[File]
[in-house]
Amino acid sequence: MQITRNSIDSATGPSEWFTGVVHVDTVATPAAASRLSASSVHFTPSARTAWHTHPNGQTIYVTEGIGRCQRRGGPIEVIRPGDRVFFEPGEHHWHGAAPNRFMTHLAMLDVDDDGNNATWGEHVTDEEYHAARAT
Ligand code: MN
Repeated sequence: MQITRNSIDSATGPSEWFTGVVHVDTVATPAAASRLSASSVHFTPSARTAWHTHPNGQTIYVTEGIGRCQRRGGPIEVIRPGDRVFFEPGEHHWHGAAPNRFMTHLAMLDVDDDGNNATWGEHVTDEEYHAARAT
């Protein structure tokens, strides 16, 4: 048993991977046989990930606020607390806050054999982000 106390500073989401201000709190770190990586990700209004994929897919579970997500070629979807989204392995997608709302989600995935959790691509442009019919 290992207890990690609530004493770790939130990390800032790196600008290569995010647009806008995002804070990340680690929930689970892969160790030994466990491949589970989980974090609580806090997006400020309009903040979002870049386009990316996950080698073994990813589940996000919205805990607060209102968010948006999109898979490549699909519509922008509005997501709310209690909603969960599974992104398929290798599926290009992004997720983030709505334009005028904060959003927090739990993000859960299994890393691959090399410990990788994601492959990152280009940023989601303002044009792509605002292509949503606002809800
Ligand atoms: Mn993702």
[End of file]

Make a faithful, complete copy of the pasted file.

[in-house]
Amino acid sequence: MQITRNSIDSATGPSEWFTGVVHVDTVATPAAASRLSASSVHFTPSARTAWHTHPNGQTIYVTEGIGRCQRRGGPIEVIRPGDRVFFEPGEHHWHGAAPNRFMTHLAMLDVDDDGNNATWGEHVTDEEYHAARAT
Ligand code: MN
Repeated sequence: MQITRNSIDSATGPSEWFTGVVHVDTVATPAAASRLSASSVHFTPSARTAWHTHPNGQTIYVTEGIGRCQRRGGPIEVIRPGDRVFFEPGEHHWHGAAPNRFMTHLAMLDVDDDGNNATWGEHVTDEEYHAARAT
């Protein structure tokens, strides 16, 4: 048993991977046989990930606020607390806050054999982000 106390500073989401201000709190770190990586990700209004994929897919579970997500070629979807989204392995997608709302989600995935959790691509442009019919 290992207890990690609530004493770790939130990390800032790196600008290569995010647009806008995002804070990340680690929930689970892969160790030994466990491949589970989980974090609580806090997006400020309009903040979002870049386009990316996950080698073994990813589940996000919205805990607060209102968010948006999109898979490549699909519509922008509005997501709310209690909603969960599974992104398929290798599926290009992004997720983030709505334009005028904060959003927090739990993000859960299994890393691959090399410990990788994601492959990152280009940023989601303002044009792509605002292509949503606002809800
Ligand atoms: Mn993702």